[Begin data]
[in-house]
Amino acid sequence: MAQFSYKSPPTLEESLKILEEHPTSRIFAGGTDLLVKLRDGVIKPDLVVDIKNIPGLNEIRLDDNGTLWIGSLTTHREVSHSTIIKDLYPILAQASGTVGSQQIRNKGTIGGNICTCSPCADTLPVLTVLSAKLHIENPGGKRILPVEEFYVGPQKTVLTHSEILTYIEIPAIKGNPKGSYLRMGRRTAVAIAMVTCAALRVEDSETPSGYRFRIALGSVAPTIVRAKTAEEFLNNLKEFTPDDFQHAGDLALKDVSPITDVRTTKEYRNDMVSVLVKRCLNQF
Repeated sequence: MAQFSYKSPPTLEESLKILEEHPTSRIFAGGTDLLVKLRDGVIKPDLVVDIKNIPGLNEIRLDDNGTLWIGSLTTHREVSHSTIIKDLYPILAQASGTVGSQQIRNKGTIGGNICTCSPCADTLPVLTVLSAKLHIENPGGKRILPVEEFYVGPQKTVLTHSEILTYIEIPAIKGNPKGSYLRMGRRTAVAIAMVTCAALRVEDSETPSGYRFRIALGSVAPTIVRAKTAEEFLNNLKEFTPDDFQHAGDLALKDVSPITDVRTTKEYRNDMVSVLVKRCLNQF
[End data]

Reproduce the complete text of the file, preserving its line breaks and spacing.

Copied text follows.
[in-house]
Amino acid sequence: MAQFSYKSPPTLEESLKILEEHPTSRIFAGGTDLLVKLRDGVIKPDLVVDIKNIPGLNEIRLDDNGTLWIGSLTTHREVSHSTIIKDLYPILAQASGTVGSQQIRNKGTIGGNICTCSPCADTLPVLTVLSAKLHIENPGGKRILPVEEFYVGPQKTVLTHSEILTYIEIPAIKGNPKGSYLRMGRRTAVAIAMVTCAALRVEDSETPSGYRFRIALGSVAPTIVRAKTAEEFLNNLKEFTPDDFQHAGDLALKDVSPITDVRTTKEYRNDMVSVLVKRCLNQF
Repeated sequence: MAQFSYKSPPTLEESLKILEEHPTSRIFAGGTDLLVKLRDGVIKPDLVVDIKNIPGLNEIRLDDNGTLWIGSLTTHREVSHSTIIKDLYPILAQASGTVGSQQIRNKGTIGGNICTCSPCADTLPVLTVLSAKLHIENPGGKRILPVEEFYVGPQKTVLTHSEILTYIEIPAIKGNPKGSYLRMGRRTAVAIAMVTCAALRVEDSETPSGYRFRIALGSVAPTIVRAKTAEEFLNNLKEFTPDDFQHAGDLALKDVSPITDVRTTKEYRNDMVSVLVKRCLNQF